Indiana Gambling Bill Awaits Holcomb Signature
Officials in Gary, Indiana are preparing for the move of the Majestic Star Casinos from Lake Michigan. One will be rebuilt as a land-based venue in downtown Gary. The other license would be put up for bid for a casino in Terre Haute in Vigo County if voters there approve it. Legislation allowing the move passed the legislature–37-12 in the Senate and 59-36 in the House. It now awaits the signature of Governor Eric Holcomb, who is expected to sign it. The bill also would legalize sports betting. Holcomb said, “My first and last thought is the impact it has on taxpayers and on our citizens, both short-term and long-term. I want to make sure the state of Indiana is the winner, and for me to be sure of that I have to read the bill word-for-word and I’m not there yet.”
Gary officials want to redevelop Buffington Harbor, where the casinos are located, into an intermodal transportation hub. “We’re extremely pleased,” said Gary Mayor Karen Freeman-Wilson. Spectacle Entertainment, owners of Majestic Star, would be required to pay a fee of $20 million to move the Gary operation ashore; but the legislation also gives the company a $40 million tax credit for surrendering one of its licenses for the Vigo County facility.
Keeler said once Holcomb signs the bill, the company will apply to the Indiana Gaming Commission for permission to relocate by the end of the year. “This could take some time,” he said. In addition, Spectacle will have to go through the regulatory process in Gary for rezoning.
Keeler said a site has been selected but he wouldn’t divulge its location. Nor would he reveal a timeframe for when ground would be broken. “We’ll move as fast as we can, but there are a lot of moving parts,” Keeler said. Under the plan, the new Gary casino can have up to 2,764 gambling games to match the maximum combined gaming positions offered at the two Majestic Star boats.
Freeman-Wilson said she believes groundbreaking for the new $300 million Gary casino could occur by the end of 2019. Keeler said the new casino would have a new name and brand, but those still are being discussed.
Meanwhile, according to John Keeler, vice president and general counsel at Spectacle Entertainment, operations will continue as usual at the two Majestic Star casinos until the new casino is ready. “When the casino does vacate, we’ll easily be ready to go into that space in short order,” Freeman-Wilson said.
Mayors of other regional cities have expressed their disappointment in the legislation, including Hammond Mayor Thomas McDermott Jr. who opposed the bill. Horseshoe Casino is located in Hammond. “I’m happy for Gary. At the end of the day, the governor and Gary prevailed.” The bill provides financial compensation if a new Gary operation affects casino revenue in Hammond, East Chicago or Michigan City.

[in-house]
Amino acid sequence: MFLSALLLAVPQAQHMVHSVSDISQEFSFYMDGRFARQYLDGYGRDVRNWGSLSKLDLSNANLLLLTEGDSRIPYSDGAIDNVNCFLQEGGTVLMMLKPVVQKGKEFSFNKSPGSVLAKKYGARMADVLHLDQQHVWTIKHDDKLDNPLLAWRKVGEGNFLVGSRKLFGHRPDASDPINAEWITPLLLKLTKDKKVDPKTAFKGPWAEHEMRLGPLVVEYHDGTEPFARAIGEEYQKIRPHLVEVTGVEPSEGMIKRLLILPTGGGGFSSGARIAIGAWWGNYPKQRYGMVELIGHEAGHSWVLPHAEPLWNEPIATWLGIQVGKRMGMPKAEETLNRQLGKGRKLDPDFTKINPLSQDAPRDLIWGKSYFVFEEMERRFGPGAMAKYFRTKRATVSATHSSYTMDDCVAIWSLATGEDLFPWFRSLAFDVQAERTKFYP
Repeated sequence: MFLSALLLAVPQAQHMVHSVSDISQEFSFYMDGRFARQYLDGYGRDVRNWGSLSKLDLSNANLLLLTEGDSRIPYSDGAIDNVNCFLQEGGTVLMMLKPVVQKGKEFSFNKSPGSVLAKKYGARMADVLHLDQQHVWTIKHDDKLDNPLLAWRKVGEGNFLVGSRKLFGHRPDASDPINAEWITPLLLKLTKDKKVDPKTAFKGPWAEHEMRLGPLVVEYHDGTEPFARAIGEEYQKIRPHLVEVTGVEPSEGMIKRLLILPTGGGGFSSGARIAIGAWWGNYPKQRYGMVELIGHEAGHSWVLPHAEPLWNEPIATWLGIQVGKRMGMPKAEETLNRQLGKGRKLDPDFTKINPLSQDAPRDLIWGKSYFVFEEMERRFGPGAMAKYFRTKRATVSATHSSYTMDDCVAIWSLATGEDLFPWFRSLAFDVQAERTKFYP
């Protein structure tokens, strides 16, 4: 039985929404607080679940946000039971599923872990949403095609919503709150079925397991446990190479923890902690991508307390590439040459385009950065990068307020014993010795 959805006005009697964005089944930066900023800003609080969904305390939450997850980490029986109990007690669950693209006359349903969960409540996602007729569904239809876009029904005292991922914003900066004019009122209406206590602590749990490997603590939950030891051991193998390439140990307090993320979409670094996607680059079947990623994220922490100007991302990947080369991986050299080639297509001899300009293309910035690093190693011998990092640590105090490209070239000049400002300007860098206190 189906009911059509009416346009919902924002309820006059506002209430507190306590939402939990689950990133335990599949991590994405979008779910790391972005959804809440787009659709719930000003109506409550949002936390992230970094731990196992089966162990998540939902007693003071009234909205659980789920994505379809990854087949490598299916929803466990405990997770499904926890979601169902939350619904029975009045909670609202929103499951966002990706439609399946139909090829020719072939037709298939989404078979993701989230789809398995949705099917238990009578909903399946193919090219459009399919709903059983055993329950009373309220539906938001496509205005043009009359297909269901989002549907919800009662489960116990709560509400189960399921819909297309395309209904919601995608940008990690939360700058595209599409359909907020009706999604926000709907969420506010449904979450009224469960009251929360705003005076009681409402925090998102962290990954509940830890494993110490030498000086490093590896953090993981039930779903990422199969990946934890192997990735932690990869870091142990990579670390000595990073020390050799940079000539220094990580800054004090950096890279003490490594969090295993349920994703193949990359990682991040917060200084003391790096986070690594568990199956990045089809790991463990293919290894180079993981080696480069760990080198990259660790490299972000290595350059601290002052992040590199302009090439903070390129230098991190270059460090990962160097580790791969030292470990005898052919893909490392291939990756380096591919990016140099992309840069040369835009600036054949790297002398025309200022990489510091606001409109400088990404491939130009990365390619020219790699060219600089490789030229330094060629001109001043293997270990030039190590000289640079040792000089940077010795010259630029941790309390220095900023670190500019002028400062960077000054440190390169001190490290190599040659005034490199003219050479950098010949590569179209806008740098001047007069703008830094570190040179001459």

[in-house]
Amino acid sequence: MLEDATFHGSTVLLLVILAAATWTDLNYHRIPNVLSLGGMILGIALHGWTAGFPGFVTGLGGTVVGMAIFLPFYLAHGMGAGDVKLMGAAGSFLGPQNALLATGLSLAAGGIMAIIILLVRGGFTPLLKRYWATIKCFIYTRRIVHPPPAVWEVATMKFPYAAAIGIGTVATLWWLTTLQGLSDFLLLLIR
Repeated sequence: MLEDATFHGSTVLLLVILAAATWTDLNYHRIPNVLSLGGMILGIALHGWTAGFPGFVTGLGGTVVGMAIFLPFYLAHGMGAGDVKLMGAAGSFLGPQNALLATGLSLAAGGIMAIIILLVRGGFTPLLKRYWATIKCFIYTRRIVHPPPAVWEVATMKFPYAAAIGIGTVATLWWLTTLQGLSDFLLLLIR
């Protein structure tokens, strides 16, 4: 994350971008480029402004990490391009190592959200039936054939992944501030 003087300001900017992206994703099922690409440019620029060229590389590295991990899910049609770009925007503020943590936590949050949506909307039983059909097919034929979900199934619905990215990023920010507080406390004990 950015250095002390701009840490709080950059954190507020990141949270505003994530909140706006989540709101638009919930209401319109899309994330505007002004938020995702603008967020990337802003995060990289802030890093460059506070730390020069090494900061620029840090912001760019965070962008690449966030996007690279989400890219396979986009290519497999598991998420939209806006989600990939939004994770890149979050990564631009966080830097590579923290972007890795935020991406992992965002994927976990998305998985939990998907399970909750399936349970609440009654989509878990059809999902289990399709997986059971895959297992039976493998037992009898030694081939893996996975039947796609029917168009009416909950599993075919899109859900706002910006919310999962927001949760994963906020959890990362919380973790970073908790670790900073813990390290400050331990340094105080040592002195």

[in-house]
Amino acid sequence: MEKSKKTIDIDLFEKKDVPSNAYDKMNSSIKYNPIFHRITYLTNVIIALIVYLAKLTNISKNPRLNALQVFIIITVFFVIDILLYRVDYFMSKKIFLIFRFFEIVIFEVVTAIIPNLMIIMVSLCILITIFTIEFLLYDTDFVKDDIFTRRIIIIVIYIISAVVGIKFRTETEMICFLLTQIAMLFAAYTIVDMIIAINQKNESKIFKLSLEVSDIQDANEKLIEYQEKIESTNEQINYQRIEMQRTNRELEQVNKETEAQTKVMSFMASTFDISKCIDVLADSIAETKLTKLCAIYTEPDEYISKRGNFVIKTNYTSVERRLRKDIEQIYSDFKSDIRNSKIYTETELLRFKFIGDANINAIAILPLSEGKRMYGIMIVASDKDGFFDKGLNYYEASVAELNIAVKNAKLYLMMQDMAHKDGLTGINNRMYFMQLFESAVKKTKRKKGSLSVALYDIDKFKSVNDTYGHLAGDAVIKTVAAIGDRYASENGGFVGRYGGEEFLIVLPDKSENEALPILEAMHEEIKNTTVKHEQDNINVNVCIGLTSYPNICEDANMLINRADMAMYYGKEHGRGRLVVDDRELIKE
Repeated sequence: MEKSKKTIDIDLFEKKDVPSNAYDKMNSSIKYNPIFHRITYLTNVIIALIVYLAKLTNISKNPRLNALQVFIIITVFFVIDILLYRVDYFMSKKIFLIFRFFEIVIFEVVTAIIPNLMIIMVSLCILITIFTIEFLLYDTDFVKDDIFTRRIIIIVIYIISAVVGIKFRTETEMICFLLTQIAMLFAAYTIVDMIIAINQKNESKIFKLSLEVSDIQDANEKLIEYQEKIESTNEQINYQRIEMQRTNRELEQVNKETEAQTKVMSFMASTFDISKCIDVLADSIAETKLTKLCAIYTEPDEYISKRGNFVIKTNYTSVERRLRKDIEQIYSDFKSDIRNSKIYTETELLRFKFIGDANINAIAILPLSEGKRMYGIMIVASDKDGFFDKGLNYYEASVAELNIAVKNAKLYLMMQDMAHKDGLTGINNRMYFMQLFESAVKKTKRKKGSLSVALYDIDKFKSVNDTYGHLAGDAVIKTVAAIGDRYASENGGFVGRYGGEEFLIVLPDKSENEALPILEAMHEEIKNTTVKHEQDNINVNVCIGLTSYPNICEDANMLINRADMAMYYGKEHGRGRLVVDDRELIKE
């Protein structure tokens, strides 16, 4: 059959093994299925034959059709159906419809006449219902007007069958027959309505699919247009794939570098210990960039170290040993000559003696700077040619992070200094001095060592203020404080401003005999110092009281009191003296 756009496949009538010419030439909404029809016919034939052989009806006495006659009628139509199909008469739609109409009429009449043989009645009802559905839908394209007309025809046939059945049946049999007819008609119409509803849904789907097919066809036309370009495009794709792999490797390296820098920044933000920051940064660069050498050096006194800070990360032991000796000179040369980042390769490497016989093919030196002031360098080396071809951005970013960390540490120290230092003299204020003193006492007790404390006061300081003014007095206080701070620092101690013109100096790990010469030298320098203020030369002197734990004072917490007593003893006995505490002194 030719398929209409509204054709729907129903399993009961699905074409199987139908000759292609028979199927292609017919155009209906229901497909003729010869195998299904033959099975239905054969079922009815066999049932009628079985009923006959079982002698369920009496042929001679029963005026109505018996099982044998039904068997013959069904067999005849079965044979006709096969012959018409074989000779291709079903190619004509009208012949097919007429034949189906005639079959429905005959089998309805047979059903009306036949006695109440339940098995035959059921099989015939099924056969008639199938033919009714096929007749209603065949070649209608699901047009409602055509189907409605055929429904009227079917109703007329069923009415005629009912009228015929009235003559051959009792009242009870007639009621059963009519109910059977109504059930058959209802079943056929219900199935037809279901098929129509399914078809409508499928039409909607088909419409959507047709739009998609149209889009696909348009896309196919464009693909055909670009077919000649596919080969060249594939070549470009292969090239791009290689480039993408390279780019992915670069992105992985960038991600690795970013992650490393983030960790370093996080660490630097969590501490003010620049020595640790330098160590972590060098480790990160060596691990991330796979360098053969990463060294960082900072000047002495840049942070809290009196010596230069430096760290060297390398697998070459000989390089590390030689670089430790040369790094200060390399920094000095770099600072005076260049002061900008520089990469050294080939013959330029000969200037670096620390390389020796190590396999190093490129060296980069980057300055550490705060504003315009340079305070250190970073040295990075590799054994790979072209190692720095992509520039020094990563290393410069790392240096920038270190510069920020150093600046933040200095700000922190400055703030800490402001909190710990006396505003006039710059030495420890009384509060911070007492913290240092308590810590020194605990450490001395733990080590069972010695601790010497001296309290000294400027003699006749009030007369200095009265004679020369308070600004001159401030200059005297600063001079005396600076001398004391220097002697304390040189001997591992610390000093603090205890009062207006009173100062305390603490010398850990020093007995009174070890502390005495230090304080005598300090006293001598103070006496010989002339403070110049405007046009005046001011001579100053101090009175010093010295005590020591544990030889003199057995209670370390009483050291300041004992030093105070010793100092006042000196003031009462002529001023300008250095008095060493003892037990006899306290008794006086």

David Strow, a spokesman for Blue Chip Casino in Michigan City, said, “We are disappointed in this legislation, which provides a single operator the ability to move to a much more desirable location, and does not provide that opportunity to any other operator in the state. Having said this, we remain confident in the future of Blue Chip, and in our ability to leverage our market-leading amenities and our talented team to compete effectively in the market.”
Keeler said Spectacle Entertainment would possibly offer jobs to workers at the area’s other three casinos who could lose their positions as a result of the new casino. “We thought we would need an additional 400 workers over and above the 800 workers now employed at the two Majestic Star casinos,” Keeler said.
The legislation also would move the other Majestic Casino license to Terre Haute in Vigo County, if voters there approve the move in a county-wide referendum to be held in November or the 2020 spring primary. If voters approve a casino, the Indiana Gaming Commission would begin accepting applications from potential operators and checking backgrounds. “We will definitely be interested,” Keeler said. The successful applicant would pay a $5 million license fee. The new operator also would be required to pay Evansville “hold harmless” money for three years after the casino’s first year of operation. Payments of $1.2 million would be due within the first year of operation, $900,000 in the second year and $600,000 in the third.
Terre Haute Mayor Duke Bennett said, “In Terre Haute we’re looking at a $100 million investment, 500 construction jobs and 300 to 400 new jobs with the casino. And so it’s not only putting these people to work, but it’s got long-term benefits with revenue that’s going to come in and help us do quality-of-life projects.”
The newly passed measure also would legalize betting on professional and collegiate sporting events at casinos, racinos and off-track betting parlors—in person and via mobile. Players must be at least 21 years old and betting on players under age 18 would be prohibited. Operators would pay a $100,000 initial fee with an annual renewal of $50,000. Revenue would be taxed at 9.5 percent, with a percentage going to problem gambling services.
A study from the Legislative Services agency indicated sports betting in Indiana could generate more than $10 million in tax revenue in 2020.
State Senator Jon Ford, one of the bill’s sponsors, added, “Some people want to call it an expansion but we saw it as more of a reorganization. We haven’t changed much in gaming in 27 years and the gaming industry has changed a lot around us. More neighboring states are now offering gaming than they were 27 years ago, and so we felt we needed to modernize gaming in the state, and I feel we did. Throughout the process we’ve had to deal with the regions that have existing casinos and the risk that what we were doing would negatively affect them. Navigating through all those all those complicated discussions was definitely time consuming.”